The second problem with ratchets is that stated valuations are inflated. A common share in Flipkart (don’t think one exists. All investors in that firm are effectively either long or short an option in the same stock) is not valued at $15 billion, so that valuation is essentially a misnomer. When Morgan Stanley says on its books that Flipkart is actually worth $11 billion, it is possible that that is the “true value” of the stock, without accounting for the optionality that latest round of investors receive. In other words, the latest round of investors invested at a price, which if extended to all stock, would value the company at $15 billion. But the rest of the company’s stock is not the same as the stock these investors hold! 

The problem, though, is that the latest “headline valuation” (inclusive of optionality) is anchored in the minds of founders and other earlier investors, and they see any lower price as unacceptable. And so the logjam continues. It will be interesting to see how this plays out.

With IPO being way too far off an event for determining if a company has “arrived” I propose a new metric, with shorter horizon. A company can be declared as having arrived if it manages to raise a round of equity with no embedded options. Think about it!

The problem with premium ad-free television

I watched snippets of the just-concluded ICC WorldT20 final using an illegal streaming service, which streamed content drawn from SkySports2.  The horrible quality of the streaming aside (the server seemed to have terrible bandwidth issues), the interesting thing to note was that it was completely devoid of advertisements.

With the quality of cricket coverage in India currently being abysmal due to the frequent cutting for advertisements (I remember getting thoroughly pissed off with the cuts for advertisements before the replay of a wicket was shown during the India-Australia series earlier this year), it made me think about the economics of a separate premium service that is ad-free.

The infrastructure for delivery is in place, given that internet-based legal streaming services are fairly common now (the likes of HotStar). Internet-based delivery also makes it easy to charge pay per view, so payment is also not a problem. This raises the question of whether it is a good idea for channels to monetise the demand for ad-free cricket by providing the service through online streaming, leaving the mainstream broadcast to be monetised via advertisements.

While in theory this appears like a good idea, the problem is with the kind of people who will migrate to the new service – they will be people who have the ability and willingness to pay for a higher quality broadcast. Such people are likely to belong to two overlapping categories – loyal fans of the game and people who can afford to pay a premium.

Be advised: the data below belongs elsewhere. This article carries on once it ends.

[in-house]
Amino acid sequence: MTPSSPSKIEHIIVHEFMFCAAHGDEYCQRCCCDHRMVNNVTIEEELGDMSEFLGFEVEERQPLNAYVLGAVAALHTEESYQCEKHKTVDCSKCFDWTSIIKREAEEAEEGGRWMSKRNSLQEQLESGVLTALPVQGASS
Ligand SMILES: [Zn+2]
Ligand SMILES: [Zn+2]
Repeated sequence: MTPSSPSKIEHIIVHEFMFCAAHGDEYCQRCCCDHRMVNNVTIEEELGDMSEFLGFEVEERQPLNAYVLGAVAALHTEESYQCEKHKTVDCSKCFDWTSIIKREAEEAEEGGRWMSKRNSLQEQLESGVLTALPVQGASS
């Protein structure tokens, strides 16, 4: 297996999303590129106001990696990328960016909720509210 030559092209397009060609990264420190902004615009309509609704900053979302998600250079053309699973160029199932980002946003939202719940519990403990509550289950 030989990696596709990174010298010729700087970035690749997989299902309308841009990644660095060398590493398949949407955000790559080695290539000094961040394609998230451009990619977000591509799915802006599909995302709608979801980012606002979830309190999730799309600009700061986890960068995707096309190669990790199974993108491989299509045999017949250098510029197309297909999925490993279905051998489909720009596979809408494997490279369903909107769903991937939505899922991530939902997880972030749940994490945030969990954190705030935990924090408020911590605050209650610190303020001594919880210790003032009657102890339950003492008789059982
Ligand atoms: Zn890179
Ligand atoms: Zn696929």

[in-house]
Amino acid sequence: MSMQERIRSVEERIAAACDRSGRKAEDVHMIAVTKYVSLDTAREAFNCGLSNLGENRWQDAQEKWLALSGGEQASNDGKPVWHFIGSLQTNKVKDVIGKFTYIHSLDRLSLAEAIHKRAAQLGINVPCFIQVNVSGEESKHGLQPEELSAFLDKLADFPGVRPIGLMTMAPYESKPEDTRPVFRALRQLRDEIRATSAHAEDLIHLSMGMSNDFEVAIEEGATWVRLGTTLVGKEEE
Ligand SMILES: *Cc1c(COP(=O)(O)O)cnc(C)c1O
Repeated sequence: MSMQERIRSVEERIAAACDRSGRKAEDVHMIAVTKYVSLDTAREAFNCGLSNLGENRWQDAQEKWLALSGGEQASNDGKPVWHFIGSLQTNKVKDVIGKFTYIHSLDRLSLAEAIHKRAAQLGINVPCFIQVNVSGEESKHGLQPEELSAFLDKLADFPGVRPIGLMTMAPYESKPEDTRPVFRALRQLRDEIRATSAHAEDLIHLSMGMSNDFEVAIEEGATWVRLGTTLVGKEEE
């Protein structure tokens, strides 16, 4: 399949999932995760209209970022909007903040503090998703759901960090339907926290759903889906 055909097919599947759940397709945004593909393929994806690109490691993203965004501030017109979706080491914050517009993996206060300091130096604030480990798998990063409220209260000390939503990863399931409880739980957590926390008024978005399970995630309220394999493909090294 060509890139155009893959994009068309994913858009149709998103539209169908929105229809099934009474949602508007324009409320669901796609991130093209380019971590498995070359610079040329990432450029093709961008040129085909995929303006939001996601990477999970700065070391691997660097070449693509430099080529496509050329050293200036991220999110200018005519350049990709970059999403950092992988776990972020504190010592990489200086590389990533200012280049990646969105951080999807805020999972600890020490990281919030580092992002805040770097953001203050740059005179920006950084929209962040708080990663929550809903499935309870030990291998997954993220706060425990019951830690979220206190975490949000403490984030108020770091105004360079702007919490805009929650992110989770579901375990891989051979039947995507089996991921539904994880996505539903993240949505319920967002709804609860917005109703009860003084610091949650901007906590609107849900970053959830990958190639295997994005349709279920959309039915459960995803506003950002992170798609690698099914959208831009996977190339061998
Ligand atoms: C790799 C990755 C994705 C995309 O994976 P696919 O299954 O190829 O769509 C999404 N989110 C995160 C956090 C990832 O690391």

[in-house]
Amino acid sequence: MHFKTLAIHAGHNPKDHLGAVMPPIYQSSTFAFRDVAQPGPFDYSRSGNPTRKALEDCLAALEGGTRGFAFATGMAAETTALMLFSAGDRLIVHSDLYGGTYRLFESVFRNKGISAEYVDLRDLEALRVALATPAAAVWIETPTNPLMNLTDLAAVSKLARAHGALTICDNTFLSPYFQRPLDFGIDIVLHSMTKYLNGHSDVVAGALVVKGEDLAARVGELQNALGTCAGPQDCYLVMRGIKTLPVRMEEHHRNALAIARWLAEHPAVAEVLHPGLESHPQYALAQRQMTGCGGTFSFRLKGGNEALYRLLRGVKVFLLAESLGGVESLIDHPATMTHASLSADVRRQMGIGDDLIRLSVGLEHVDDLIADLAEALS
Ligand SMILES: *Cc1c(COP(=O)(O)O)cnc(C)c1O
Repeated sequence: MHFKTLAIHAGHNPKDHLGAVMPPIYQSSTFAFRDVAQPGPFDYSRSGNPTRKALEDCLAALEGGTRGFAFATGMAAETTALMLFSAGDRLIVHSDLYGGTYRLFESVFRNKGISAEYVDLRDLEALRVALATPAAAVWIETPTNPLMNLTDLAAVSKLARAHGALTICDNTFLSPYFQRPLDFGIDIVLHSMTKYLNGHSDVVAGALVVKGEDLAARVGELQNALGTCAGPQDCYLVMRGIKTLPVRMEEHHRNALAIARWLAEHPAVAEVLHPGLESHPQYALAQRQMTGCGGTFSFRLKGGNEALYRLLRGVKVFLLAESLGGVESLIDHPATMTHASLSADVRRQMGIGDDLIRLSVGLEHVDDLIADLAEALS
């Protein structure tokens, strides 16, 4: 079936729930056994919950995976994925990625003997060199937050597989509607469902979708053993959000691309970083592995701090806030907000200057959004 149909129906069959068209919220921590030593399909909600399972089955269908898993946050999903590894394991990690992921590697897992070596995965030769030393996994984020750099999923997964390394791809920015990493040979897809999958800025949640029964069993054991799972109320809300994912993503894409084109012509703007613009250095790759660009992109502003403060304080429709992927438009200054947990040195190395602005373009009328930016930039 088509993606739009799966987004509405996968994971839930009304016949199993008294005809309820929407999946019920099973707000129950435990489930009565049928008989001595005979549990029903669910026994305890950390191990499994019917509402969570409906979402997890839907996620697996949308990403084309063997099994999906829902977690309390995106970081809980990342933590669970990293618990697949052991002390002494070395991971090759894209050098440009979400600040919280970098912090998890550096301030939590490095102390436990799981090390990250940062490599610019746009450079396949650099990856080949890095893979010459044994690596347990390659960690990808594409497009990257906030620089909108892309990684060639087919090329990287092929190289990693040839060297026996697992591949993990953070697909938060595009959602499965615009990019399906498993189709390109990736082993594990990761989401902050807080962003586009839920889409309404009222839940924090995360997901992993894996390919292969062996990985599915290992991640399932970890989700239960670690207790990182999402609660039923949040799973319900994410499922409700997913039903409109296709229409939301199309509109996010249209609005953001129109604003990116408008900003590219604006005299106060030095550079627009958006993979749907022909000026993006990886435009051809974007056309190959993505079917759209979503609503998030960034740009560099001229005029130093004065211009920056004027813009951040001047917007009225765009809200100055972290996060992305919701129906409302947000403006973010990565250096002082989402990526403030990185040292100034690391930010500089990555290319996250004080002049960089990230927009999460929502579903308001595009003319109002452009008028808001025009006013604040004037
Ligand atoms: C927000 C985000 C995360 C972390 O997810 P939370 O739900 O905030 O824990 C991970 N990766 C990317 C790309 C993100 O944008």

It is unlikely that the union of these two sets will comprise of too high a proportion of the overall viewership of the game, but the point is that these are the two groups who are likely to be most lucrative to advertisers – the loyal fans watch regularly and the people who are able to pay have more disposable income.

Moving such customers to an ad-free online channel might reduce the supply of advertisements which can be used to reach them, and this might not make advertisers happy. And given that television channels have cosy relationships with advertisers (or at least media buyers), they are unlikely to piss them off by moving the most lucrative customers to a premium platform.

Of course if this segmentation (between ad-free and free broadcasts) is implemented, it will also impact the price of advertisements in the free broadcast. That will need to be taken as an input while setting prices for the ad-free service. In other words, pricing is going to be a challenge!

If some television channel wants to work on this, I’m available for hire as a consultant. I’ve done a fair amount of prior work on pricing and dynamic pricing, am pretty good at quantitative methods and am in the course of writing a popular economics book.

On the death of credit cards

An article that was recently recommended to me on Medium talks about the death of credit cards (among other things that are currently incumbent in the banking system). As someone who has worked a fair bit in “FinTech”, I broadly agree with what he says. As someone who has worked a fair bit in “FinTech”, I’m also not sure how easy it is to disrupt.

The article says:

The two primary use cases for a credit card today could be illustrated thus:

  1. I’m at the grocery store, swiped by debit card and the transaction was declined because my salary hasn’t yet hit my bank account. I need to buy these groceries for the family today, so I’ll use my credit card and worry about why my salary hasn’t hit the account later, or

  2. I really want this new iPad Pro, but I can’t afford it based on my current savings. If I use a credit card I can pay it off over the next few months

And proceeds to explain why each of the above situations can be unbundled to some kind of an instant credit scenario, rather than the bank having extended a lien to you through which you can borrow.

While the idea of instant credit (on the lines of Affirm) makes intuitive sense, the problem is with transaction costs. Irrespective of algorithms significantly slashing the time required and marginal cost of underwriting loans, the fact remains that the marginal cost of underwriting and extending new credit can never be brought down to zero.